Checklist Manifesto for the Reference Desk (adapted for WA)


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From the excellent post by Brian Herzog at Swiss Army Librarian:

Adapted by Ahniwa Ferrari, mainly for format, language, and to include links to local resources.

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Checklist Manifesto for the Reference Desk (adapted for WA)

  1. 1. CHECKLIST MANIFESTO FOR THE REFERENCE DESK WRITTEN BY BRIAN HERZOG AT SWISSARMYLIBRARIAN.NET (ADAPTED FOR ASK-WA BY AHNIWA FERRARI) ARE YOU SURE YOU UNDERSTAND THE QUESTION?  Don’t be afraid to ask follow-up questions and to restate the question in your own words to make sure you and the patron are on the same page. IS THE PATRON LOOKING FOR A SPECIFIC ITEM?  It’s okay to use to verify the spelling of an author’s name or title, and Novelist to check titles in a series. Many books and series also have Wikipedia entries. Once you know what you’re looking for, be sure to check the local catalog, other libraries in the network, and also the statewide catalog to interlibrary loan the item if necessary. If it’s nowhere to be found, consider if the item should be purchased.  If the patron is comfortable with it, many books are now available online through Google Books, Project Gutenberg, and other sources. Some books are also available online in e-audio formats. IS THE PATRON LOOKING FOR A SUBJECT?  Use the catalog to find the right Dewey range so the patron can browse the shelf, and see where other libraries have cataloged their books on this subject.  Remember to also check: o other collections (Reference, YA, J, Oversized, Large Print, etc); o research databases (especially for homework research or very current information); o the library’s website (for subject guides, readers advisory, web links, etc); o general internet searching to find public websites (.edu and .gov sites especially);  If you’re in the right Dewey section but there are no books on the specific topic, look for a general book on the subject and check the book’s index for your specific topic. IS THE QUESTION ABOUT SOMETHING LOCAL?  Check the local newspaper, local websites (especially newspaper and municipal websites, as well as and for socializing and events), printed brochures and fliers available in the library, event calendars, etc. Remember also to ask coworkers, as they may have heard of something or be involved with it. IS YOUR ANSWER STILL “NO” OR “I DON’T KNOW” - WHAT ELSE CAN YOU DO?  Is the problem that you’re in the right place and the information is just not there, or that you can’t think of where to look? Keep the patron informed, but don’t waste their time - there is nothing wrong with referring them to a larger or specialized library, another Town office, or organization that is more likely to have the resources to answer their question. Be sure to give them contact phone numbers / email addresses / web addresses / driving directions / operating hours.  Alternately, consider getting their phone or email address, and asking them if you can follow-up with them via those methods once you’ve had more time to look.  Take advantage of local experts, and don’t be afraid to ask a coworker or supervisor for help.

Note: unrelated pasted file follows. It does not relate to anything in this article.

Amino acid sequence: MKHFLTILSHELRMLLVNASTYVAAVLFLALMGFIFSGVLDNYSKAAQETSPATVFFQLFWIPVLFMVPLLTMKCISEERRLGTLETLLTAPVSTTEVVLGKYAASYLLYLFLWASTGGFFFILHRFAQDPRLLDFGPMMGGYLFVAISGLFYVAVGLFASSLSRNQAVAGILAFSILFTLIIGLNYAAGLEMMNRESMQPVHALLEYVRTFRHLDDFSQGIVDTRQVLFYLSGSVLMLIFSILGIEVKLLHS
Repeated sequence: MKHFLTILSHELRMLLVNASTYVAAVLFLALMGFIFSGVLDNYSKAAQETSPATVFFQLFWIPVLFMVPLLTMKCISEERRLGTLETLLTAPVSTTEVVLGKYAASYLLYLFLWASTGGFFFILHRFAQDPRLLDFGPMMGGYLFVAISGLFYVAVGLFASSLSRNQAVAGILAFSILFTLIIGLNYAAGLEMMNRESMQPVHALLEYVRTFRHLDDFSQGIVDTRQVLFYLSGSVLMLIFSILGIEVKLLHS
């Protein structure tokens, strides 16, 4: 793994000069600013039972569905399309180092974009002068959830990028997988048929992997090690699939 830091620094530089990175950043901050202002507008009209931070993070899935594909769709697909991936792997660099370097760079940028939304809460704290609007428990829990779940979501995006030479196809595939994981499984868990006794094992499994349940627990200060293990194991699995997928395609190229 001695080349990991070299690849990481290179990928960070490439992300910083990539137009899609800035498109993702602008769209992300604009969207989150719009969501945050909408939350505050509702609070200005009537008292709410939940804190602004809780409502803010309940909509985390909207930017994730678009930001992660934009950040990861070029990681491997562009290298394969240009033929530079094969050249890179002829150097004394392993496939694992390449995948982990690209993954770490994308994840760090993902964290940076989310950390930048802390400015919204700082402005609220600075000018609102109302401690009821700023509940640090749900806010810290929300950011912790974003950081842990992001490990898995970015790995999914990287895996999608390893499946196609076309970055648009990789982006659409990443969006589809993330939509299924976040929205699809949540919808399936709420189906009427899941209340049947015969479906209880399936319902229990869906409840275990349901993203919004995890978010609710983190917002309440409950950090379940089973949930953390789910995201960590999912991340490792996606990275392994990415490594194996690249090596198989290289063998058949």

2. 2. A STRATEGY TO MAKE REFERENCE TRANSACTIONS GO MORE SMOOTHLY:  Sometimes it’s hard to find the answer with the patron hovering above you watching and waiting. If possible, get the patron started on looking in one area, and then go back to the catalog/database on your own for more thorough research TO MAKE FUTURE REFERENCE SESSIONS BETTER, A CHECKLIST FOR GENERAL PATRON INTERACTIONS:  If you frequently get similar questions on the same topic, consider ways to make that information more readily available for future patrons. Online FAQs and knowledge bases help patrons before they even get to the desk.  Pay attention to what kinds of questions make you uncomfortable, and then ask for training or explore those areas further. Ask your coworker or supervisor for tips on successfully working through those types of questions.  Remember to show patrons how to do something, instead of just giving them answers. It’s also okay to think out loud when working on a question - explaining why you’re consulting the resources you are, or why books are in a certain spot in the library, helps the patron learn and may help you think of something you may have otherwise forgotten.  Look around the Reference Desk - things within reach are probably there for a reason, but can also be the hardest to find if you don’t know where they are.  Remember to review applicable common tasks and policies, such as booking museum passes, helping with printing, and turning the appropriate technologies on and off. CHECKLIST RESOURCES ARE YOU SURE YOU UNDERSTAND THE QUESTION?  QP 24/7 Policies – 4.2.1. Clarifying the Patron’s Request - IS THE PATRON LOOKING FOR A SPECIFIC ITEM?  – | Wikipedia –  Novelist – a database paid for and available through most public libraries  Wayfinder: The Catalog of Washington Libraries -  Google Books - | Open Library -  Project Gutenberg - | Internet Archive -  Free e-books and e-audiobooks sites - IS THE PATRON LOOKING FOR A SUBJECT?  Library of Congress Online Catalog -  Search Google .gov and .edu sites by including “” or “” in your search terms. IS THE QUESTION ABOUT SOMETHING LOCAL?  Find newspapers in WA State -  - | - | Eventful - MORE WASHINGTON STATE RESOURCES:  Hard Times Resource Guide -  Downloadable Audiobooks for WA State -  Ask-WA: Your Libraries are Online -  Wayfinder: WA Statewide Catalog -